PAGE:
Title: Re: Michael Haneke
Post by: wilder on June 09, 2015, 02:20:57 PM
Michael Haneke Drops 'Flashmob,' Working On New Film Set In France
via The Playlist

The last we heard about Michael Haneke's long-developing "Flashmob," he was waiting for an unnamed actress' schedule to clear up so he could make his movie about a group of characters who connect through the internet and are brought together by the titular event at the end, with the movie thematically exploring the relationship between media and reality. But whether his patience is up, his interest has waned, or whatever other reason, Haneke is moving on.

Le Parisien reports that Haneke has dropped "Flashmob," with the director revealing he has been researching his next movie that will take place in France. Of course, what it's about, when it might shoot, or other such details haven't been disclosed, with the filmmaker even refusing to discuss why he's decided not to make "Flashmob."
Title: Re: Michael Haneke
Post by: wilder on December 30, 2015, 05:05:27 PM
Michael Haneke Reteams With 'Amour' Duo Isabelle Huppert & Jean-Louis Trintignant For Refugee Film 'Happy End'
via The Playlist

We're clocking on four years since Michael Haneke tore our hearts out with "Amour," and aside from helming an opera performance for television broadcast, all has been quiet in terms of a new film from the director. Over the summer, we learned the director had dropped his long-developing "Flashmob" and was working on a new France-set movie. Details at that time were scarce, but cinephiles have a holiday-season treat as much more has been revealed about what Haneke is brewing next.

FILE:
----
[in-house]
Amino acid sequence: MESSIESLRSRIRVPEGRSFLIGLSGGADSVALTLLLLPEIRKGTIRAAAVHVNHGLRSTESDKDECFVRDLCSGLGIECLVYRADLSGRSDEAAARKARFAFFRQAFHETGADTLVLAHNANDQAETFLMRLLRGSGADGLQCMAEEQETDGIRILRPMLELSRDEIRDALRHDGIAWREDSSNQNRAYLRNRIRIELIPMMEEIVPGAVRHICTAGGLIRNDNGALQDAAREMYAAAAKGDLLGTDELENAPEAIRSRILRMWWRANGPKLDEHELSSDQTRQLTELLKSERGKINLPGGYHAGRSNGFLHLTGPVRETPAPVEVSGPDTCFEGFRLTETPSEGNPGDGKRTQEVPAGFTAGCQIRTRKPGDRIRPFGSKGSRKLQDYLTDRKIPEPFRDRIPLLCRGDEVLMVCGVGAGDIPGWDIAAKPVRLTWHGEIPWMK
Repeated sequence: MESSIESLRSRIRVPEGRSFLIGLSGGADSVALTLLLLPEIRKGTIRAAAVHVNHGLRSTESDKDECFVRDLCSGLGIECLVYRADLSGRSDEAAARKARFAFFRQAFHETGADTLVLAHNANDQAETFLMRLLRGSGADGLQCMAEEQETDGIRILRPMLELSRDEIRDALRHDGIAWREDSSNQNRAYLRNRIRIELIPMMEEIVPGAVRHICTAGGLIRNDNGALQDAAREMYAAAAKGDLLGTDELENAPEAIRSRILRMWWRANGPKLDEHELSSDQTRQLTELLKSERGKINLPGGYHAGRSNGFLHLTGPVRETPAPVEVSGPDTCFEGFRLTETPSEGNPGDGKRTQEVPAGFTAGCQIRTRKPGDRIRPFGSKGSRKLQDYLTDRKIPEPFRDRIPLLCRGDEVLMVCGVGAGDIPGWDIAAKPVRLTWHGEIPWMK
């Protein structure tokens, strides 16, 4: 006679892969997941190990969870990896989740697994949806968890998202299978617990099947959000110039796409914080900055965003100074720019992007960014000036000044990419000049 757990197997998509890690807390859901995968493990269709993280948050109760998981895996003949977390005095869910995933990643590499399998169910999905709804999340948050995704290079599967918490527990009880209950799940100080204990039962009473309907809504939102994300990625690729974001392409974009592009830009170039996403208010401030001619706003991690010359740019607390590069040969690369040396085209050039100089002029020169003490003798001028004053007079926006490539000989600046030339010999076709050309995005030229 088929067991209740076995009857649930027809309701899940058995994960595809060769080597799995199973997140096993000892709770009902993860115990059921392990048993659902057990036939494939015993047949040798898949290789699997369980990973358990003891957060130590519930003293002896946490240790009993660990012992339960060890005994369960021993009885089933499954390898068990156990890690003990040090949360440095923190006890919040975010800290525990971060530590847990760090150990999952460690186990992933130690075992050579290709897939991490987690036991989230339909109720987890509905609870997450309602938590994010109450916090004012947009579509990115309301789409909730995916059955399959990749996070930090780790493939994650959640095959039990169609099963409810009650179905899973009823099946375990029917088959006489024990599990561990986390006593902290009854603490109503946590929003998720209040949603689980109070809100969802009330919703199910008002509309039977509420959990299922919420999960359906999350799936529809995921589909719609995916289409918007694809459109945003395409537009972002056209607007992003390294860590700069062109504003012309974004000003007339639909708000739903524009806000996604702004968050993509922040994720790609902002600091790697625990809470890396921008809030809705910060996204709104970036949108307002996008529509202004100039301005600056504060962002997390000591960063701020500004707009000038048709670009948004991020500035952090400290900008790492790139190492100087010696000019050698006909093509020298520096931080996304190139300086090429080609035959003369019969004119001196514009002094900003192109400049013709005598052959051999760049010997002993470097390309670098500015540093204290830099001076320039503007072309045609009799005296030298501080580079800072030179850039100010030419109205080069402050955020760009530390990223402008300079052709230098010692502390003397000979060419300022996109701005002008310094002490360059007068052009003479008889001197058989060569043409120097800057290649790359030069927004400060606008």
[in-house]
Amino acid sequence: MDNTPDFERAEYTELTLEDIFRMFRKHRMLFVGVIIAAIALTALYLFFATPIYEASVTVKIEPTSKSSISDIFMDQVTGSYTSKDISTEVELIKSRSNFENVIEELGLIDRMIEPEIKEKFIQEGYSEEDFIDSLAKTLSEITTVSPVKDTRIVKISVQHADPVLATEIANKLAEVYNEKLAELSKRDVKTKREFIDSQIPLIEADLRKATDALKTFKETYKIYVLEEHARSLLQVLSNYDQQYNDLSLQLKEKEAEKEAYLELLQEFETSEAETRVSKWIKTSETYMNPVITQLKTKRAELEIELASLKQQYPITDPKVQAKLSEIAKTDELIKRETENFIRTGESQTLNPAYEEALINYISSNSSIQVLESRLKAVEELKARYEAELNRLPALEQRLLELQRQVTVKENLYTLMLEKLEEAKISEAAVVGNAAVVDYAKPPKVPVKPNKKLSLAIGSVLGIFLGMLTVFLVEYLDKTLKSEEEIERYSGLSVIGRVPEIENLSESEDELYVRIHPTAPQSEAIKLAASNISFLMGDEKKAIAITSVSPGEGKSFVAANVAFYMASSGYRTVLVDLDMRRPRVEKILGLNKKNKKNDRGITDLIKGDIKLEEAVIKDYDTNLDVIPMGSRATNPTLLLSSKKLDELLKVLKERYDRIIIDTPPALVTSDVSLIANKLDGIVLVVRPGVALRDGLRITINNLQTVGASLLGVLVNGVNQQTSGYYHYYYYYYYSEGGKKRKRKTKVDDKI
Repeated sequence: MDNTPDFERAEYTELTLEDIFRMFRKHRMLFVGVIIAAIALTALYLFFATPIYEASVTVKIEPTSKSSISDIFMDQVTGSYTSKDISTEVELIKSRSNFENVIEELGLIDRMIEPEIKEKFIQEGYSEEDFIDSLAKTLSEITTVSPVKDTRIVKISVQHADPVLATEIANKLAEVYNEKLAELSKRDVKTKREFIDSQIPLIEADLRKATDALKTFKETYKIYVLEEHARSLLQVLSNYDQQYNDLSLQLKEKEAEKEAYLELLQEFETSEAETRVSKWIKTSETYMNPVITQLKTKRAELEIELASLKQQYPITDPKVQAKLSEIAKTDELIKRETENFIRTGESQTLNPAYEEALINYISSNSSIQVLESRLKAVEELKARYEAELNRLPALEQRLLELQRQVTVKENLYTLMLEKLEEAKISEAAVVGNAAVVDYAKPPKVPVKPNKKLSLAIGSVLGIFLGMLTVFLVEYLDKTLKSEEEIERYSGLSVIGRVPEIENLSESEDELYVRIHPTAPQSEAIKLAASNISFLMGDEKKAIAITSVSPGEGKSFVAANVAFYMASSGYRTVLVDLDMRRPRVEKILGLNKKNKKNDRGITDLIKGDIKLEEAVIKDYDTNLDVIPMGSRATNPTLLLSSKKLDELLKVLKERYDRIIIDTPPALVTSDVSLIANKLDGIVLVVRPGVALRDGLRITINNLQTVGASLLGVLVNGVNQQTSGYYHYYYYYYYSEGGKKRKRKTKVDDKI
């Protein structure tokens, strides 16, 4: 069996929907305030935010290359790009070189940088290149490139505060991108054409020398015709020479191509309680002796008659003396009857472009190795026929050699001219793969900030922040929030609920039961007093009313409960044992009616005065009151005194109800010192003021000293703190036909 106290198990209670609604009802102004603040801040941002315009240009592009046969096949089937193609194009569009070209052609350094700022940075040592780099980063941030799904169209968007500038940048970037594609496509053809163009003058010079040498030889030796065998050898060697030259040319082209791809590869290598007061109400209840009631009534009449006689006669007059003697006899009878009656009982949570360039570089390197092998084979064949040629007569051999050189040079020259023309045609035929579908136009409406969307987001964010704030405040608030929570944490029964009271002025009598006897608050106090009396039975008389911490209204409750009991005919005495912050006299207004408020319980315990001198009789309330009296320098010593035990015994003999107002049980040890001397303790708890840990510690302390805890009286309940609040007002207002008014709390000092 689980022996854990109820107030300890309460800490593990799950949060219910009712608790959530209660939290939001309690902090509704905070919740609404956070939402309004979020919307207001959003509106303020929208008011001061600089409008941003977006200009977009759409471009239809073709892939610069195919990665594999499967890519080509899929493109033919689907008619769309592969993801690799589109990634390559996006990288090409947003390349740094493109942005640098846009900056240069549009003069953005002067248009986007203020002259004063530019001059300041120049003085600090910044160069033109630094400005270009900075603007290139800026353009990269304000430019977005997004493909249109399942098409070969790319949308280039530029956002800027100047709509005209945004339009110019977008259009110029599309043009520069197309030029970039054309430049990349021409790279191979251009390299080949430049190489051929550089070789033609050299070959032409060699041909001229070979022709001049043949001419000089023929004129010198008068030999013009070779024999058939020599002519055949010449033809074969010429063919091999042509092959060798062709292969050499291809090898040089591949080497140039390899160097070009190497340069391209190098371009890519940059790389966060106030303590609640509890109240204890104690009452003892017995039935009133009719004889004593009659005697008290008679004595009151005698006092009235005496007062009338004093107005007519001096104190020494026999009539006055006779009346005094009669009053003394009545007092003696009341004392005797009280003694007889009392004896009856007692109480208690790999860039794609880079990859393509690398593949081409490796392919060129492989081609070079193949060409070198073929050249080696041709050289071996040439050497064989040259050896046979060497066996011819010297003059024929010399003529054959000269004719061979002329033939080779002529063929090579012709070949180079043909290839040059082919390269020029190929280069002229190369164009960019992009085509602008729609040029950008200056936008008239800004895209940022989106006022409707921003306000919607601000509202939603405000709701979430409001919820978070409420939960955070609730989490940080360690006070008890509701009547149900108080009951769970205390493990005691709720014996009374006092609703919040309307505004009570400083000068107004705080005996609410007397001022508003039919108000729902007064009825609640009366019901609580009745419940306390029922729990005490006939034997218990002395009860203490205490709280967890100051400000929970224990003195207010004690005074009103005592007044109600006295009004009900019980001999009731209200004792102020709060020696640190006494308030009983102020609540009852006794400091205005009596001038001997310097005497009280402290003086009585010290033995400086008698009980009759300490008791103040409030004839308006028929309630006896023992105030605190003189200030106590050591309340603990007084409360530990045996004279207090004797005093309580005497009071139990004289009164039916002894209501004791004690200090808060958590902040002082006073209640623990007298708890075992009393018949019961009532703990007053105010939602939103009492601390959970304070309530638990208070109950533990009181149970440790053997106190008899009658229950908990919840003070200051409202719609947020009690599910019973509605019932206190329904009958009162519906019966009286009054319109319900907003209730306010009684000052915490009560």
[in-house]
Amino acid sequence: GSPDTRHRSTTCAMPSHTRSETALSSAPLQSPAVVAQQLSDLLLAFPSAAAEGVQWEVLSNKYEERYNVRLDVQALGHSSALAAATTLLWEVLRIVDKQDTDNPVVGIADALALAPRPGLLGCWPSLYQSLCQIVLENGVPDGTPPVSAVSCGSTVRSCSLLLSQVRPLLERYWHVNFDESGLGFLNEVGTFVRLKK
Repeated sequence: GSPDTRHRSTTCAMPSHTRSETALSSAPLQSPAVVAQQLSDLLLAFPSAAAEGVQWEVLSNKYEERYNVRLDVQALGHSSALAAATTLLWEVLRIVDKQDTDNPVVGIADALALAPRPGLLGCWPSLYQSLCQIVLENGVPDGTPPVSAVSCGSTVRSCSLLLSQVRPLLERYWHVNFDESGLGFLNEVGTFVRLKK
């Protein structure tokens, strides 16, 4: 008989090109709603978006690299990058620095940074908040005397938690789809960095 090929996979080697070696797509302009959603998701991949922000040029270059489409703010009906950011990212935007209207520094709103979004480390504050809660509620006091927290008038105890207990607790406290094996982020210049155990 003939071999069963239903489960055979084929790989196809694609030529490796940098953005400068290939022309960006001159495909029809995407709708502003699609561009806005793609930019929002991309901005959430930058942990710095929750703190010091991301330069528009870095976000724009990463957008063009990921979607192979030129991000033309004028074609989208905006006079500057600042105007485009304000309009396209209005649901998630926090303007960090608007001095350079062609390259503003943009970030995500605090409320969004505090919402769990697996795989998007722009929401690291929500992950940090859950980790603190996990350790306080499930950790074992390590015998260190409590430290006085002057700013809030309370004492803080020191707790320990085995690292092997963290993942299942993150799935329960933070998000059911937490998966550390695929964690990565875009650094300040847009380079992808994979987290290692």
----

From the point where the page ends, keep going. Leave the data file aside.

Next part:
French media reports that Haneke is reteaming with Isabelle Huppert ("Amour," "Time Of The Wolf," "The Piano Teacher") and Jean-Louis Trintignant ("Amour") for "Happy End." Exact details are being kept under wraps, but production will take place this spring in Calais, and while the story will involve the migrant crisis in Europe, producers stress it is only an element of the plot, not the narrative focus.
Title: Re: Michael Haneke
Post by: wilder on January 29, 2018, 03:13:10 PM
Michael Haneke Goes Peak TV With ‘Kelvin’s Book’
via The Playlist

For years, fans of Michael Haneke have hit their nearest arthouse to experience his perverse, cold-blooded, darkly humorous pictures. Now, the filmmaker is joining the throngs who are headed to television, for a project that truly sounds unlike anything he’s done before. If some have dismissed “Happy End” for playing the hits, so to speak, well Haneke has something truly original — at least for him — on the horizon.